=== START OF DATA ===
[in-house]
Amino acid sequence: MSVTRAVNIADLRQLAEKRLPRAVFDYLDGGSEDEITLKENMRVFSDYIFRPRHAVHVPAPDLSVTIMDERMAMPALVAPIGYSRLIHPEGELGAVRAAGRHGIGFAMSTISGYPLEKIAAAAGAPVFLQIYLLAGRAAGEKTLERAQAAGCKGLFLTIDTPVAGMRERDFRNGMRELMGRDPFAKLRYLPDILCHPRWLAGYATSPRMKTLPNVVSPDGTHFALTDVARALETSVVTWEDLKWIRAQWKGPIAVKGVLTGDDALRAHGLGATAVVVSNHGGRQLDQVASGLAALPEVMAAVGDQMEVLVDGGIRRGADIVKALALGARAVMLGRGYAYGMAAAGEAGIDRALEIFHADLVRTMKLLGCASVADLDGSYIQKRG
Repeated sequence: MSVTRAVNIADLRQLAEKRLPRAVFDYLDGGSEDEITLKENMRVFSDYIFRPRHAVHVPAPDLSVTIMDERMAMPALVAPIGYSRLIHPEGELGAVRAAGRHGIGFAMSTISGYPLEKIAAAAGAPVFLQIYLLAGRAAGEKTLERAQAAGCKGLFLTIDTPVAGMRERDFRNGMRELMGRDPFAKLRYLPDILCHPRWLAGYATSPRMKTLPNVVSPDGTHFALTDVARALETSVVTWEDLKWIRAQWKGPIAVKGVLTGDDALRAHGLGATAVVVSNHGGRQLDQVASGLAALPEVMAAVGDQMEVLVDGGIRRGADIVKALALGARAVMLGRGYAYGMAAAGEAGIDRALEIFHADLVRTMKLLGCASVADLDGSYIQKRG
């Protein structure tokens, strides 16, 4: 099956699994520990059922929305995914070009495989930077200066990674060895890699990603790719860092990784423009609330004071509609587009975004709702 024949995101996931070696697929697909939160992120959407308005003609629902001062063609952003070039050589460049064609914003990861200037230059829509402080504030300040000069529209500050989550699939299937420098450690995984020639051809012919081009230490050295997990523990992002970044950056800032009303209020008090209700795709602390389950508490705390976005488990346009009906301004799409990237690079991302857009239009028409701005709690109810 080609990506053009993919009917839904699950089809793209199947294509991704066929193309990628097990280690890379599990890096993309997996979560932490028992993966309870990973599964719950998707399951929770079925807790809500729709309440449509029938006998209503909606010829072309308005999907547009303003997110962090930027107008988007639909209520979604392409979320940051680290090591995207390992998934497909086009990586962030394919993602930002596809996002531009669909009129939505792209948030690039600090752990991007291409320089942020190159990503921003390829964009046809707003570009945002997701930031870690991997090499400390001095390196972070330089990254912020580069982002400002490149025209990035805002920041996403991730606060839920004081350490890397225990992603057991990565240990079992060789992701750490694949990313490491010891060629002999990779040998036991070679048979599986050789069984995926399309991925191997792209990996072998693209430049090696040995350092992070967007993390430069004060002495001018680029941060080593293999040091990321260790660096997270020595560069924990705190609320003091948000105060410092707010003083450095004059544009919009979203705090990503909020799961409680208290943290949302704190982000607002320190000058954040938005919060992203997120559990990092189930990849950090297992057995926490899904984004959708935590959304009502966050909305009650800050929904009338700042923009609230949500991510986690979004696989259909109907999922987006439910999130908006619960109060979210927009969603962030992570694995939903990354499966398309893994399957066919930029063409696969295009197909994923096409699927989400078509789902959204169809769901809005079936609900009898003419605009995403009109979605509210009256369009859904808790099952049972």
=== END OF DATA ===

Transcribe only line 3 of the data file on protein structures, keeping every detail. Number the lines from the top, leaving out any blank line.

Repeated sequence: MSVTRAVNIADLRQLAEKRLPRAVFDYLDGGSEDEITLKENMRVFSDYIFRPRHAVHVPAPDLSVTIMDERMAMPALVAPIGYSRLIHPEGELGAVRAAGRHGIGFAMSTISGYPLEKIAAAAGAPVFLQIYLLAGRAAGEKTLERAQAAGCKGLFLTIDTPVAGMRERDFRNGMRELMGRDPFAKLRYLPDILCHPRWLAGYATSPRMKTLPNVVSPDGTHFALTDVARALETSVVTWEDLKWIRAQWKGPIAVKGVLTGDDALRAHGLGATAVVVSNHGGRQLDQVASGLAALPEVMAAVGDQMEVLVDGGIRRGADIVKALALGARAVMLGRGYAYGMAAAGEAGIDRALEIFHADLVRTMKLLGCASVADLDGSYIQKRG